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Logic & Experience

Our reading from the Narrative Lectionary this week is from Acts 17:1-9.  Paul comes into a new town and begins teaching about Jesus in the synagogue.  He teaches for three weeks in a row and converts many, but upsets the religious leaders.  When they see his success they create a mob and try to arrest Paul.  When they can't find him they arrest the owner of the home he was staying in. 

What struck me this week is the dedication and love Paul had for the Jewish communities he had grown up in.  At this point he already had much more success and had more in common with the gentile believers, but he was consistent about going to the Jews first, and he only stopped trying to convert them after being forced to by law, or physical force. In a time when it is a cultural norm to hop from church to church over minor theological differences, musical tastes, or social circles, this is a message we desperately need.

Paul did not give up on his faith community, he worked to be the change he wanted to see.  He was criticized and abused for it, but the church as a whole is better today because of his efforts.  He didn't simply start a new church, he used the scriptures to make logical arguments, and he used his own experience to share anecdotal evidence.  The Jewish leaders were stuck in their ways and refuted both, and we should learn from their mistake, but we often recreate the same church culture that beat Paul nearly to death several times. 

Since many of us choose a church that fits our beliefs and tastes best, we are surrounded by people who think and believe like us.  This creates long standing tradition and thought echo chambers.  When a new idea is presented with logic, we argue "God's ways are not like our ways", or "Man's wisdom is foolishness to God".  When confronted with examples of personal experiences that question our traditions or deeply held beliefs, we ignore them as the "logical fallacy of anecdotal evidence".  We note that it is our responsibility to protect the flock from false teachers and wolves in sheep clothing.  I imagine the Jews from Thessalonica thought they were offering a similar service to their community.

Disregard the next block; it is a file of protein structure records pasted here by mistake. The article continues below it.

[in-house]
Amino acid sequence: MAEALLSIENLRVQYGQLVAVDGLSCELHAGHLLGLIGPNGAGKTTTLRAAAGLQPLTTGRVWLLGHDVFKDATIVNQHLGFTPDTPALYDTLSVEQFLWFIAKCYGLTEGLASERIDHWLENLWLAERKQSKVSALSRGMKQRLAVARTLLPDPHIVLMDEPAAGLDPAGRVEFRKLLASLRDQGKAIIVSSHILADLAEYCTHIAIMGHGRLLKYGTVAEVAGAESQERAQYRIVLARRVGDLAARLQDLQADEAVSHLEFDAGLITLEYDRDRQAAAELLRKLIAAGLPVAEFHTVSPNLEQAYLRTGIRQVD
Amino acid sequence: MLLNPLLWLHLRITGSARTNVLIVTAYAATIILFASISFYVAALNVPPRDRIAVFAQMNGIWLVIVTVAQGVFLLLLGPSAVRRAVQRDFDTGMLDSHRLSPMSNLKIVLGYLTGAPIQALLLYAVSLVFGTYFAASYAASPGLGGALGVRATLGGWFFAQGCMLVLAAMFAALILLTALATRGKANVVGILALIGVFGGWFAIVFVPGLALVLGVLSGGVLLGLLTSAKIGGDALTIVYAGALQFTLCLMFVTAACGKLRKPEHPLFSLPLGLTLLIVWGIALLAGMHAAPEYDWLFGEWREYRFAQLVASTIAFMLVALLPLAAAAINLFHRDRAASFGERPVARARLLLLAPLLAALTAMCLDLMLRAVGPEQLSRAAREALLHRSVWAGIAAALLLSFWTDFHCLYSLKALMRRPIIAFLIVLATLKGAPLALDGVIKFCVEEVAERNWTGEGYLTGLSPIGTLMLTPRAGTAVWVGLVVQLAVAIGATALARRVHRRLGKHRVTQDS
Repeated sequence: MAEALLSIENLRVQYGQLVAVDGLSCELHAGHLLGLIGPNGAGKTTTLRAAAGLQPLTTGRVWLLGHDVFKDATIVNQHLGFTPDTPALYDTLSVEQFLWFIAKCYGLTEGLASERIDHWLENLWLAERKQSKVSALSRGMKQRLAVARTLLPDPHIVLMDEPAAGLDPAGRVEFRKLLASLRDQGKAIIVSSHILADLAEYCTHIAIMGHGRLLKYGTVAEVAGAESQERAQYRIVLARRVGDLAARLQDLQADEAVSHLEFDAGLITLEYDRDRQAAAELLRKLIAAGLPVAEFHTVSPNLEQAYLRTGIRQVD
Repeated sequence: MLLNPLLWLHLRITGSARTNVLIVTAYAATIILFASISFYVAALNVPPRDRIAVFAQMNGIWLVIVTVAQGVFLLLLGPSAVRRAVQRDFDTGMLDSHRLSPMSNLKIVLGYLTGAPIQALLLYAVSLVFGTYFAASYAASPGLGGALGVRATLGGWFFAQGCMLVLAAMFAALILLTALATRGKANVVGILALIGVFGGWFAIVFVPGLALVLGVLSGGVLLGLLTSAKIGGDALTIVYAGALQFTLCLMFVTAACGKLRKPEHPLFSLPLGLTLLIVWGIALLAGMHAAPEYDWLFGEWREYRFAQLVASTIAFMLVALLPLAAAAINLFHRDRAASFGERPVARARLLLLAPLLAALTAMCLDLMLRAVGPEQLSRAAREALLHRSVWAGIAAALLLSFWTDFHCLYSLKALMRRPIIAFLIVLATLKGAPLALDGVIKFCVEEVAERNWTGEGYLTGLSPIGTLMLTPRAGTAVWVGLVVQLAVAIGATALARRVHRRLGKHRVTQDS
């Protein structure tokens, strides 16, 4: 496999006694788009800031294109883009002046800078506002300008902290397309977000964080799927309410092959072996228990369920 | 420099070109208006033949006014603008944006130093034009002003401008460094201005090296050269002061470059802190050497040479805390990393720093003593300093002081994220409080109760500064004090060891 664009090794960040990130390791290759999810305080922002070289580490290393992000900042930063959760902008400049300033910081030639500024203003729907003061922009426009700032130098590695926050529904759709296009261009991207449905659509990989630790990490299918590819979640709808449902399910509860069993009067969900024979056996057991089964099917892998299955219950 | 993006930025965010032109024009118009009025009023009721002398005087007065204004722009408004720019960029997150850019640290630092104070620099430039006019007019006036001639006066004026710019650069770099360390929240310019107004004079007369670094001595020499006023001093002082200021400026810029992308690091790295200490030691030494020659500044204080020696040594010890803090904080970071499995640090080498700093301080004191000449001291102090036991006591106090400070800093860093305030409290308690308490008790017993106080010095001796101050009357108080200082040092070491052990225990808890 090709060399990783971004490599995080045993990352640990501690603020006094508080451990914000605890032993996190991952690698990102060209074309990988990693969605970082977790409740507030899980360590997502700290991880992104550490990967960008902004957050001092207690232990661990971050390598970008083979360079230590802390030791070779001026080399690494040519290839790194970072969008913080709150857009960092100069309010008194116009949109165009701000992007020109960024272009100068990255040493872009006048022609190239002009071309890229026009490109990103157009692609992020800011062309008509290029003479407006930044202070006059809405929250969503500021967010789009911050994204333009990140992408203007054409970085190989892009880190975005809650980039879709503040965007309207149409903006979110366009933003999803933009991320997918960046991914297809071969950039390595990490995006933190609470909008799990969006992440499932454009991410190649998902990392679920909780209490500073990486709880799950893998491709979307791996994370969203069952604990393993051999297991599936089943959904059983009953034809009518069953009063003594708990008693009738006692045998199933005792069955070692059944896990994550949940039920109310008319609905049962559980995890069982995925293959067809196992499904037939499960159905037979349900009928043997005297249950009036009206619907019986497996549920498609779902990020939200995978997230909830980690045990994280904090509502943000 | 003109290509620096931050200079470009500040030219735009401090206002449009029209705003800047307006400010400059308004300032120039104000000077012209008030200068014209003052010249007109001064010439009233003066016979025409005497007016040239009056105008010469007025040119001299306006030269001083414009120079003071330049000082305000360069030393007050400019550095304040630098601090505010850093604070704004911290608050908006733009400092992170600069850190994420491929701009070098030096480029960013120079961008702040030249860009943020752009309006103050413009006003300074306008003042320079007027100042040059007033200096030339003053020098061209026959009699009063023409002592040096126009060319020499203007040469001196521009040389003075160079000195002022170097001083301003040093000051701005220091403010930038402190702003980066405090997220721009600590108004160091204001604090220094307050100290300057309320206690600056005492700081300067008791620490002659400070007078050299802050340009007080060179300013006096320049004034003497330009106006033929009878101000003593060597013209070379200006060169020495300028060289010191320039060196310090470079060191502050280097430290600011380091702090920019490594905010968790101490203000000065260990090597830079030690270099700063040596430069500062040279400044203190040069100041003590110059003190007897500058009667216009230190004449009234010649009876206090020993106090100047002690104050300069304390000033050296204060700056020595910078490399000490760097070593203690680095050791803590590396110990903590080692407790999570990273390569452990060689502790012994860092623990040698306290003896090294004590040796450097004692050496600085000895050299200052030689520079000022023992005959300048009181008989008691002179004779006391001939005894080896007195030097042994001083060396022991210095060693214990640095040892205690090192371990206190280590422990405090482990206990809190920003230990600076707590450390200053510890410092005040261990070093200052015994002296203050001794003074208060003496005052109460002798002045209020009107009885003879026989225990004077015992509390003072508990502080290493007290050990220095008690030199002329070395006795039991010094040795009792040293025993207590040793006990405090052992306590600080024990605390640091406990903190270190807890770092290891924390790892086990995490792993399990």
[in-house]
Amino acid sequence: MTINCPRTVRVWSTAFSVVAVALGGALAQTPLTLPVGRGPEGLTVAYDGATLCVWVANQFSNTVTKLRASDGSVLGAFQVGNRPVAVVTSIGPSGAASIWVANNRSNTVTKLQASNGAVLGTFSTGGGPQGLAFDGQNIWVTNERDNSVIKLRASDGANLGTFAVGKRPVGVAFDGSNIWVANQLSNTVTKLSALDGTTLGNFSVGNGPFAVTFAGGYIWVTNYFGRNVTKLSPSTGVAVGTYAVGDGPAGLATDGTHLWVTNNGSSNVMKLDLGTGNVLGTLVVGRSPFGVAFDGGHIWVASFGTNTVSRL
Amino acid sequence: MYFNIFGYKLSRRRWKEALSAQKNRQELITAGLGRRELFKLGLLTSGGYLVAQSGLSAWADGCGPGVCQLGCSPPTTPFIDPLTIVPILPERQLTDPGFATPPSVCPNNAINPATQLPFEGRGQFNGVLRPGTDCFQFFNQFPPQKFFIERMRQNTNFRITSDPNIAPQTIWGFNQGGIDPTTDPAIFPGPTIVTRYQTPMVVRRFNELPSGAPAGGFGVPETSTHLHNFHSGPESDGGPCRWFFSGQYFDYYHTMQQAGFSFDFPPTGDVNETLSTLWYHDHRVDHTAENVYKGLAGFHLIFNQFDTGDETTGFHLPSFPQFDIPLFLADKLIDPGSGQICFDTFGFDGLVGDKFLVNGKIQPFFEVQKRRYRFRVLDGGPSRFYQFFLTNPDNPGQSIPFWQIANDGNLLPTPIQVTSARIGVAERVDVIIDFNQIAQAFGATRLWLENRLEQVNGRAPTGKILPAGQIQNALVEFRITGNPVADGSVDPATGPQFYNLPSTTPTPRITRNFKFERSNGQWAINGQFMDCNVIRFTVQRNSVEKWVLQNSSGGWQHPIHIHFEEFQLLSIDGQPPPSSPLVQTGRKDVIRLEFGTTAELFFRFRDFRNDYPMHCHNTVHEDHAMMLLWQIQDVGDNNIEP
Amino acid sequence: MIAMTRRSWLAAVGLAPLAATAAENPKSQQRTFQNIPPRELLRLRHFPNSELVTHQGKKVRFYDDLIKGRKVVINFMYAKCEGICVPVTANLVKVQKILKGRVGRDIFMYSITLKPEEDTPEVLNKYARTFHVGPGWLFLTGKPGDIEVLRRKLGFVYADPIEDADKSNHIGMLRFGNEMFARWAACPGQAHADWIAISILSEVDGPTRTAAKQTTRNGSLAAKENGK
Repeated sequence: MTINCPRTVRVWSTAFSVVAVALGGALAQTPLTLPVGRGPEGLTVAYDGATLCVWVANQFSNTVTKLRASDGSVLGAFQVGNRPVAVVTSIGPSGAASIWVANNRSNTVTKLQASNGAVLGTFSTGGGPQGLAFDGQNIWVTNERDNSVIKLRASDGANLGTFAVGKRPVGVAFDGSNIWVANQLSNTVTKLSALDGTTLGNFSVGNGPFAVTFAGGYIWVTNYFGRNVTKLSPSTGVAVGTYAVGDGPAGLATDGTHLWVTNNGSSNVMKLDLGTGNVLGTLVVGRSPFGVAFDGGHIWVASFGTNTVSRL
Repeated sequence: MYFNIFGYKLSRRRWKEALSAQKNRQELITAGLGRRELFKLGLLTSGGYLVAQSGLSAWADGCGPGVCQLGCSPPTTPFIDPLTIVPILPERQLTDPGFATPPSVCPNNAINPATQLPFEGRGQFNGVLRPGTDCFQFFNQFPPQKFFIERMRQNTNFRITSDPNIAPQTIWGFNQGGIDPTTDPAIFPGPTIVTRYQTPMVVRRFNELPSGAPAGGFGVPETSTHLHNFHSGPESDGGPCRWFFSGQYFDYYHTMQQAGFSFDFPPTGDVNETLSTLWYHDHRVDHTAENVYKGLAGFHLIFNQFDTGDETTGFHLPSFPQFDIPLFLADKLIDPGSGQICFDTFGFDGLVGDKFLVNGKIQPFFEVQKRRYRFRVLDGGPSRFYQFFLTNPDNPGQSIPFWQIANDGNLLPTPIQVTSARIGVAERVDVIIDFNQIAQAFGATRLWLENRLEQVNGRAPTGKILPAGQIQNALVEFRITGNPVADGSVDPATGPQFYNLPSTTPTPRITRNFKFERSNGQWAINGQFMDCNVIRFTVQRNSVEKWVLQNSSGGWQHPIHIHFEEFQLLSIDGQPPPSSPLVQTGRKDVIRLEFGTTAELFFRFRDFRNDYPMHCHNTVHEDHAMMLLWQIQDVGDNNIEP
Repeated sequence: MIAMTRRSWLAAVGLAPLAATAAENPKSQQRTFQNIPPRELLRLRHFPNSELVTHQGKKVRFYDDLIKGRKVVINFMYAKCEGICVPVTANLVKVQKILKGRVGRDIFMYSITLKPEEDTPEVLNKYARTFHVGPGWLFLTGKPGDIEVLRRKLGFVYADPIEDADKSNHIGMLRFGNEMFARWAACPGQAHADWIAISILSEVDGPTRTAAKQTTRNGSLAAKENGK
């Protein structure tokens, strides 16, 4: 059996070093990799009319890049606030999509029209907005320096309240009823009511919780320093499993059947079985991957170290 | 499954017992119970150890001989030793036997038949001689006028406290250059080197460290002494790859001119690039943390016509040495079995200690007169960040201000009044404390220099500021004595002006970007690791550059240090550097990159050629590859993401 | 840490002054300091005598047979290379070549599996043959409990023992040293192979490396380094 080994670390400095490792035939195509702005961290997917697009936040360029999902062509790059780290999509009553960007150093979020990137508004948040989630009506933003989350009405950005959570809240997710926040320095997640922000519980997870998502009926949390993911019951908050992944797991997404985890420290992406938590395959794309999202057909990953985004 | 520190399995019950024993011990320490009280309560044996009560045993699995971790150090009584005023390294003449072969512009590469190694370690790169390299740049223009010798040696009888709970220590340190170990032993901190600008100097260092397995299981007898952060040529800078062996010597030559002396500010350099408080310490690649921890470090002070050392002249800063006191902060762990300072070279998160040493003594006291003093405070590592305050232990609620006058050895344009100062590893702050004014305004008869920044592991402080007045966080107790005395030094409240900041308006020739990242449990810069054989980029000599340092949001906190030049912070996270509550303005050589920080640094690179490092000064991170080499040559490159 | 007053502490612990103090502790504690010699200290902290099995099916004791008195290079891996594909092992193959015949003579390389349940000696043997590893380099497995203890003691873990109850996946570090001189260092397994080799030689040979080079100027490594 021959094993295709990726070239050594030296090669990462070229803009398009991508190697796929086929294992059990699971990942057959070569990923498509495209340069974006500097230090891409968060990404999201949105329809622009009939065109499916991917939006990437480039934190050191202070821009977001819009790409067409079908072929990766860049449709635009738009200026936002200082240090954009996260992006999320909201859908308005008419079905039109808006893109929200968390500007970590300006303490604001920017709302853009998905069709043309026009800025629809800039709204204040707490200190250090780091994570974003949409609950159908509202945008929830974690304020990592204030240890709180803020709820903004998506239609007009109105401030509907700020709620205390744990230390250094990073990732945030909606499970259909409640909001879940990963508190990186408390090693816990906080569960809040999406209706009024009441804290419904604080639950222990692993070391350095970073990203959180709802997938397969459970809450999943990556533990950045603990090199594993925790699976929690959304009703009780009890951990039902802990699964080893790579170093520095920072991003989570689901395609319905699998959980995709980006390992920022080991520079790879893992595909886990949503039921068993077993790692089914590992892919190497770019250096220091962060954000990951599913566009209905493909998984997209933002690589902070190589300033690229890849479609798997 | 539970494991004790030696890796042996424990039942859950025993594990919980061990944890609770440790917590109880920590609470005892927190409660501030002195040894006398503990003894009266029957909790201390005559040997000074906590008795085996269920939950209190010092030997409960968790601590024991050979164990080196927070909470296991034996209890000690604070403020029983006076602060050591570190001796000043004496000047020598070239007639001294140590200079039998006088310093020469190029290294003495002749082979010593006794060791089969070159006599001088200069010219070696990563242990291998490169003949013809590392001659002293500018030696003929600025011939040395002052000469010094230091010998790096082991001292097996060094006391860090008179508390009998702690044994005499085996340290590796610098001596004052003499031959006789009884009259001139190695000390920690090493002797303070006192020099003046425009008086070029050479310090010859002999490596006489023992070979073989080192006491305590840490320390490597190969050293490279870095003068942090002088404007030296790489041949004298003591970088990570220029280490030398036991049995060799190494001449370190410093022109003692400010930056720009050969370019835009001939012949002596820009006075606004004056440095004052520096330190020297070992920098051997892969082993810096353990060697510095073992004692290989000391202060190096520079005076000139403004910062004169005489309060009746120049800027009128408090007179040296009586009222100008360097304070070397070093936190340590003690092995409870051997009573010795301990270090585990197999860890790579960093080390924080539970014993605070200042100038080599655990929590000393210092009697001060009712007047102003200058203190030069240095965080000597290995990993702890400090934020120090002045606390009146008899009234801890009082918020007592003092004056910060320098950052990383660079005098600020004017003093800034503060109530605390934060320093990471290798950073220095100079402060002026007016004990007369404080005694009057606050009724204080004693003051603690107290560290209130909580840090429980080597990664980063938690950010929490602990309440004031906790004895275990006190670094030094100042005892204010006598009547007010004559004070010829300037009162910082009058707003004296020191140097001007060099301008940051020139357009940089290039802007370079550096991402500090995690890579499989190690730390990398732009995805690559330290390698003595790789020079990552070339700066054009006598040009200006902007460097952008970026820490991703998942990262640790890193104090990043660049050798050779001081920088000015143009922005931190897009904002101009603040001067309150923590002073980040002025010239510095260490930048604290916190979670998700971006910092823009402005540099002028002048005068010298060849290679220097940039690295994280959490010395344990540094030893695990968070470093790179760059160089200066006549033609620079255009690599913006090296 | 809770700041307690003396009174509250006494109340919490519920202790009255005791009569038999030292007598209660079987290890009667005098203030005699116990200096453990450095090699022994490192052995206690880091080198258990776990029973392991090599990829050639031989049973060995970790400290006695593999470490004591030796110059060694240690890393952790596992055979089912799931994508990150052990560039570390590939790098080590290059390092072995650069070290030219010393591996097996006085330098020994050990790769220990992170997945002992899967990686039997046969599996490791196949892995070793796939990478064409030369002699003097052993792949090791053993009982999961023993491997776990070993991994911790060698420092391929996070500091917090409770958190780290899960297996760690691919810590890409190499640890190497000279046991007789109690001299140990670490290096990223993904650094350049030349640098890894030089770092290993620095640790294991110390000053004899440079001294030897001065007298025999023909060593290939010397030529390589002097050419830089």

It is this type of thinking that has kept churches progressing slowly on issues like women & LGBTQ leaders, as well as any form of modern scientific symbiosis. Hearts have been hardened and lines have been drawn in the sand.  Churches have divided and created their own echo chambers on both ends of the arguments.  We have lost the diversity within the individual bodies that once allowed us to sharpen one another. 

Churches need to begin drawing their circle of who is welcome much larger, to adopt a generous orthodoxy, our faith has a long tradition of it.  We don't need to agree to belong.  Individuals on the fringes need to stay in place and help be the change they want to see instead of creating new echo chambers.  Those in the accepted orthodoxy need to let their defenses down a little and listen to the stirring voices in their community, they are prompting you towards progress, and they are part of the body too.       


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